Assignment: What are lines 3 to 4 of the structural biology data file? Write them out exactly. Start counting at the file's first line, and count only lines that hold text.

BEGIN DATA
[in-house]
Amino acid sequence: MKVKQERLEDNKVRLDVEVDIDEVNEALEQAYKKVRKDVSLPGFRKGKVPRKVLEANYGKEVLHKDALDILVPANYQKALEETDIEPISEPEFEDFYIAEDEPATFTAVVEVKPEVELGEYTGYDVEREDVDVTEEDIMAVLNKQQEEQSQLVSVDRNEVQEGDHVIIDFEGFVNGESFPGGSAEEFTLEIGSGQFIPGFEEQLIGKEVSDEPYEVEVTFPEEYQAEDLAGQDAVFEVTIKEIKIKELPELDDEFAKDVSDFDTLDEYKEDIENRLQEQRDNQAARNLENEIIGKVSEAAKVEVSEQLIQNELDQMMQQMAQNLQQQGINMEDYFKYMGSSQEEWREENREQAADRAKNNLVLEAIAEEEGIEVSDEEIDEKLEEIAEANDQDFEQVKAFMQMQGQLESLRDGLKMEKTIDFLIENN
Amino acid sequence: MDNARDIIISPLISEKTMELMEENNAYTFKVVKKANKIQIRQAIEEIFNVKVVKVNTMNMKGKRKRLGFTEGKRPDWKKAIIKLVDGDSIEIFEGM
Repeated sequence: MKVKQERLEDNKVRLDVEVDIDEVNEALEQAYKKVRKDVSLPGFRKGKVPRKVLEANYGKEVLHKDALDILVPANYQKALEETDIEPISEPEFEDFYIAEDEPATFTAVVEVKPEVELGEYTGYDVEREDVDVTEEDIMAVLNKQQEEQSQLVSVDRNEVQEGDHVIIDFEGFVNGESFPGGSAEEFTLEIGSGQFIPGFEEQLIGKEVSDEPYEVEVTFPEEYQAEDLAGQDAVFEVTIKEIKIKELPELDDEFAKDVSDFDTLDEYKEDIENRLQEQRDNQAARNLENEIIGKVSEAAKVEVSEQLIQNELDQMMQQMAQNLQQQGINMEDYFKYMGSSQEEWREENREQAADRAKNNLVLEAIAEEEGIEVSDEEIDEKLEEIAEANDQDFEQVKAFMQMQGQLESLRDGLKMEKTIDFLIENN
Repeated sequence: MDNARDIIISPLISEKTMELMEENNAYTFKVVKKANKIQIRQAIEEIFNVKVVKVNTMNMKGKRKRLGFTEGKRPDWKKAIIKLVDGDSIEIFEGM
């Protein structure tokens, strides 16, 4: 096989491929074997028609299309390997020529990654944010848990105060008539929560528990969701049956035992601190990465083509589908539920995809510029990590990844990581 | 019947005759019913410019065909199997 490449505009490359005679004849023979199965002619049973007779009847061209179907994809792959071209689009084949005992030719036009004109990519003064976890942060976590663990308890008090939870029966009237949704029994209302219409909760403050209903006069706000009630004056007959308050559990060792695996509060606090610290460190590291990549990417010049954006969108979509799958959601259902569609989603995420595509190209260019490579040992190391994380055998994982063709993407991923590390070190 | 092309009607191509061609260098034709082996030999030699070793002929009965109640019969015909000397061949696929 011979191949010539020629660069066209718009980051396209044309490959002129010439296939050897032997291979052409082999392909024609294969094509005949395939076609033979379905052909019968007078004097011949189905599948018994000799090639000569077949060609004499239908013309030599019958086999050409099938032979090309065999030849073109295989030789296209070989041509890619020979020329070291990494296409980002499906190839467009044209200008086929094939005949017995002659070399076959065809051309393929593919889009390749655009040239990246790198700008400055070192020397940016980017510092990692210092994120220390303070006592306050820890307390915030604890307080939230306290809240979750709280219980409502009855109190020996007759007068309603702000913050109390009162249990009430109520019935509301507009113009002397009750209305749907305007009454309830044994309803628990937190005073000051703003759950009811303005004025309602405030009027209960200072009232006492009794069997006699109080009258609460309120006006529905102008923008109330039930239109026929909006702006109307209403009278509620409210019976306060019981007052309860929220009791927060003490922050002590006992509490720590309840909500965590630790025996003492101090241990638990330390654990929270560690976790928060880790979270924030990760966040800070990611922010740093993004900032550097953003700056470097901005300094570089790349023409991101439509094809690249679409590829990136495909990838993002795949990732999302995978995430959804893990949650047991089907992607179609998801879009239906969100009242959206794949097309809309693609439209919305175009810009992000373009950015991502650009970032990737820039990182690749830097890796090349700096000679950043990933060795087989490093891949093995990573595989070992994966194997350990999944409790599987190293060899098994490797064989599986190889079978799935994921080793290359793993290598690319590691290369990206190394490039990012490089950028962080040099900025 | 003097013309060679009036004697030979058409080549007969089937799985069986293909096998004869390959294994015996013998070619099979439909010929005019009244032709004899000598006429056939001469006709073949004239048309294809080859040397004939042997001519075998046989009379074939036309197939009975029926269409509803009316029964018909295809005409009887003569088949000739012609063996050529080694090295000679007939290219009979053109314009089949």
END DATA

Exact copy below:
Amino acid sequence: MDNARDIIISPLISEKTMELMEENNAYTFKVVKKANKIQIRQAIEEIFNVKVVKVNTMNMKGKRKRLGFTEGKRPDWKKAIIKLVDGDSIEIFEGM
Repeated sequence: MKVKQERLEDNKVRLDVEVDIDEVNEALEQAYKKVRKDVSLPGFRKGKVPRKVLEANYGKEVLHKDALDILVPANYQKALEETDIEPISEPEFEDFYIAEDEPATFTAVVEVKPEVELGEYTGYDVEREDVDVTEEDIMAVLNKQQEEQSQLVSVDRNEVQEGDHVIIDFEGFVNGESFPGGSAEEFTLEIGSGQFIPGFEEQLIGKEVSDEPYEVEVTFPEEYQAEDLAGQDAVFEVTIKEIKIKELPELDDEFAKDVSDFDTLDEYKEDIENRLQEQRDNQAARNLENEIIGKVSEAAKVEVSEQLIQNELDQMMQQMAQNLQQQGINMEDYFKYMGSSQEEWREENREQAADRAKNNLVLEAIAEEEGIEVSDEEIDEKLEEIAEANDQDFEQVKAFMQMQGQLESLRDGLKMEKTIDFLIENN